A Very Small Parcel

When I reread my last post, I got the sinking feeling that I’d allowed myself to commit the one blogging sin that I vowed never to commit: writing primarily about myself.  Way too many “I’s.”  Feeling slightly redeemed by having invited you to write in, I felt even more grateful that you shared such lovely anticipations.  When I started this blog, I made a promise to myself to try to write only what is worth reading, and for me that is all about what connects with others.  Because honestly, the details of a single person’s life are just not that interesting.  Too many bloggers forget this, and I semi-forgot it myself because I was feeling a little lazy.  And when we are lazy in life, it shows up in writing.  In fact, when we are lazy or distracted or just a tad too self-involved, it shows up everywhere.  As John Ruskin wrote, “A man wrapped up in himself makes a pretty small parcel.”  But then something wonderful came along and inspired me…

A few weeks ago I visited Generations of Hope to talk about therapeutic writing.  A few days ago, I received the poem below from someone who is part of the Generations of Hope community.  It is in response to a writing activity we did:  to write a single descriptive sentence about something you noticed that day.  Lots of you wrote in to share these descriptions as well.  But not only did I receive the poem, the same email contained this response to my belief that it is not time but fear that keeps us from a creative practice: “I think not ‘fear,’ as you contend, but, for me, priorities.  I ‘say…’ but I ‘do…’  Sorta like the Christian life sometimes; Praise God for forgiveness at the center of all we believe!”

That this came along just at a moment when I was feeling down about being a lazy writer was a mini-miracle.  It was God reminding me that yes, it’s generally a good idea to pay at least as much attention to the world around as you to do to yourself, AND S/he has already made provisions for the fact that we’re never going to get it all the way right: forgiveness.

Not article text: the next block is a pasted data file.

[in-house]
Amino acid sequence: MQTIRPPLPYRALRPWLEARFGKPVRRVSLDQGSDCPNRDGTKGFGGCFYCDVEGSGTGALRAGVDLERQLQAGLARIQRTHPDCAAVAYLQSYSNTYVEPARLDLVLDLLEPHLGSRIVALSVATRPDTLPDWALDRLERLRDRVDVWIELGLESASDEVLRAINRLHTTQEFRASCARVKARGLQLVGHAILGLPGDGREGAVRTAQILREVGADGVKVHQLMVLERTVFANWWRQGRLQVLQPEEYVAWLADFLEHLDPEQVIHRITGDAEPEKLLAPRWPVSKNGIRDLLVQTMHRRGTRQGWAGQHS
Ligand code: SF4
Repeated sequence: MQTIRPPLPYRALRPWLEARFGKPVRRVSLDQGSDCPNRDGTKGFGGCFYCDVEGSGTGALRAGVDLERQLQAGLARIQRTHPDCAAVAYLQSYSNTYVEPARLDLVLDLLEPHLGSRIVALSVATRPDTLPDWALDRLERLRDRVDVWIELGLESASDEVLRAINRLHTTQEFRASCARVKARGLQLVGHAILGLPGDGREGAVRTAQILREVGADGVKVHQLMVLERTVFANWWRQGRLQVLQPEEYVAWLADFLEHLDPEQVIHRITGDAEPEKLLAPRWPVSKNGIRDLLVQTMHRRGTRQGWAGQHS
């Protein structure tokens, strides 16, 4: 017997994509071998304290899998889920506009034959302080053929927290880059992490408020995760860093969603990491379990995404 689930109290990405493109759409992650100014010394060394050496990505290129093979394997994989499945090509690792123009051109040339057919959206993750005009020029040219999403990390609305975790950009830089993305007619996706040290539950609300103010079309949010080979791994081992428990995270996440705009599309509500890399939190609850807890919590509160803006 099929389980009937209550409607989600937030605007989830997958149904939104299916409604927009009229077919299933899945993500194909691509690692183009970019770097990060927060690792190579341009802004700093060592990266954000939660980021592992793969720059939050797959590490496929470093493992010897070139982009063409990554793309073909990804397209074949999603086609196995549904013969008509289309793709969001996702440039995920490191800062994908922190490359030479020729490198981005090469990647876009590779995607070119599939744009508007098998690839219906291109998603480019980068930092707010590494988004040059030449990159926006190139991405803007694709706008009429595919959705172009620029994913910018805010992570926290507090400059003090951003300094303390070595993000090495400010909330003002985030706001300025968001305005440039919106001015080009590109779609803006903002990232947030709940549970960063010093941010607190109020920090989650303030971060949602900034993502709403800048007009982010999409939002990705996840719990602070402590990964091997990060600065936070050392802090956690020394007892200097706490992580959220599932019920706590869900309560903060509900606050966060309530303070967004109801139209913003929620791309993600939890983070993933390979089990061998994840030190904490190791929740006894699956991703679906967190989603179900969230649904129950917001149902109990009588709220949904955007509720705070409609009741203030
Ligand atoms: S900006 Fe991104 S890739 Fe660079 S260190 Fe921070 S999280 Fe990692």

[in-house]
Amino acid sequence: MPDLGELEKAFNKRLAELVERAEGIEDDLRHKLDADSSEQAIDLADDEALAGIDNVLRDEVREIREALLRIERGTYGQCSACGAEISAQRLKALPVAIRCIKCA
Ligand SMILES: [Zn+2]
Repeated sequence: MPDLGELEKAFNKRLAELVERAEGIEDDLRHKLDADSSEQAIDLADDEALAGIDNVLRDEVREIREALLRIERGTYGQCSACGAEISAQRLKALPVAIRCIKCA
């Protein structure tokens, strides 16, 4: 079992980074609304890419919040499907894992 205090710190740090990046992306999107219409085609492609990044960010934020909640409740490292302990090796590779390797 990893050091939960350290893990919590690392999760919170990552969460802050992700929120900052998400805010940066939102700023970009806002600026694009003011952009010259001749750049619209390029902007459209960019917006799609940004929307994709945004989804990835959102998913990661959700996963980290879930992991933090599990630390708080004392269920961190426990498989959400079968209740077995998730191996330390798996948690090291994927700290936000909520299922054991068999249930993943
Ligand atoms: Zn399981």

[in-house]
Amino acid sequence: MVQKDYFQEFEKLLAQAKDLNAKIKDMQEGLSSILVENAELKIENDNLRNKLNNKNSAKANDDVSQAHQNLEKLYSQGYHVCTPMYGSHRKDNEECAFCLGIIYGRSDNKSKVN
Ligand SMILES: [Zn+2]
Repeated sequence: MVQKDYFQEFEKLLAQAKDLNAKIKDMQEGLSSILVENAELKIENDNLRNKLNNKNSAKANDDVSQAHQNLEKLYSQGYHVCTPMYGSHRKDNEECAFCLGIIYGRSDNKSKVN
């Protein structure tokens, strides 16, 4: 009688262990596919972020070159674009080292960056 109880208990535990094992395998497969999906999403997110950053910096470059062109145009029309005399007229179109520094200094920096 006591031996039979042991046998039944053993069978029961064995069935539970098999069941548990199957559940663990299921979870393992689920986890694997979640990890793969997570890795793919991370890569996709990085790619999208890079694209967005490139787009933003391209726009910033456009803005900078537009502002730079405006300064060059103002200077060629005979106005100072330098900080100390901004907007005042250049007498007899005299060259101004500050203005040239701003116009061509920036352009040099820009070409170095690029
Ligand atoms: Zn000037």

Garrison Keillor sang a funny song called “Spaghetti” on The Prairie Home Companion last week, which he described as “everything he had learned in the last 37 years” on the radio.  It’s a clever riff on the idea that “life is a series of low comedies.”  Everything said in his voice sounds completely true, and my favorite line was, “If you’re a perfectionist, good luck.”  I’m starting to believe that perfectionism is just another form of egoism.  I mean seriously, us, perfect?  I can’t see it.  And I’m done looking for it because that is just a quick slide down the road of disappointment, with no chance to take in the gorgeous scenery on the way.

Before I share this lovely poem, here’s one more thought, and then a somewhat daring invitation.  Perfectionism leads pretty quickly to guilt, and guilt keeps us stuck in ourselves because it’s just another way believe we should have gotten it right in the first place.  That we are the beginning and end of all knowledge.  Mistakes are mistakes.  Wrong and hurtful choices are wrong and hurtful choices.  But each and every one of us has the right (and really, the obligation) to climb out of the quicksand of guilt in search of forgiveness.  Fr. Jim McKenna, the priest who married Martin and me, had a little sign over his desk that said, “Screw Guilt.”  I’m finally starting to get it, almost 20 years later.